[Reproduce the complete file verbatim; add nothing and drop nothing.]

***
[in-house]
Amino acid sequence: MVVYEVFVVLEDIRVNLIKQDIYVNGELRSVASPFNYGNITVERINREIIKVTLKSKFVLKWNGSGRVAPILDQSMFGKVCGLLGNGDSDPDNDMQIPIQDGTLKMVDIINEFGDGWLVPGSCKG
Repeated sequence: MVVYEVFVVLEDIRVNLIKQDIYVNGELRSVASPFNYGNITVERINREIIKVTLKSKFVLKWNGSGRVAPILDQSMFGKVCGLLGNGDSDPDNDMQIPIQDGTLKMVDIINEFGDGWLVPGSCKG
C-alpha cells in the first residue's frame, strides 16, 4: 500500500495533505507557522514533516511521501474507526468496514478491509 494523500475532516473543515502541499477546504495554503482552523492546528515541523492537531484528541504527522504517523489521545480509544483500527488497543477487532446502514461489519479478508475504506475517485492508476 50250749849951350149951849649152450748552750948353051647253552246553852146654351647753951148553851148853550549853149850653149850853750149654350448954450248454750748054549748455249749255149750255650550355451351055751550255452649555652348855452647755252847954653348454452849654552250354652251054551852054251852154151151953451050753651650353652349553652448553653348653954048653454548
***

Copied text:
[in-house]
Amino acid sequence: MVVYEVFVVLEDIRVNLIKQDIYVNGELRSVASPFNYGNITVERINREIIKVTLKSKFVLKWNGSGRVAPILDQSMFGKVCGLLGNGDSDPDNDMQIPIQDGTLKMVDIINEFGDGWLVPGSCKG
Repeated sequence: MVVYEVFVVLEDIRVNLIKQDIYVNGELRSVASPFNYGNITVERINREIIKVTLKSKFVLKWNGSGRVAPILDQSMFGKVCGLLGNGDSDPDNDMQIPIQDGTLKMVDIINEFGDGWLVPGSCKG
C-alpha cells in the first residue's frame, strides 16, 4: 500500500495533505507557522514533516511521501474507526468496514478491509 494523500475532516473543515502541499477546504495554503482552523492546528515541523492537531484528541504527522504517523489521545480509544483500527488497543477487532446502514461489519479478508475504506475517485492508476 50250749849951350149951849649152450748552750948353051647253552246553852146654351647753951148553851148853550549853149850653149850853750149654350448954450248454750748054549748455249749255149750255650550355451351055751550255452649555652348855452647755252847954653348454452849654552250354652251054551852054251852154151151953451050753651650353652349553652448553653348653954048653454548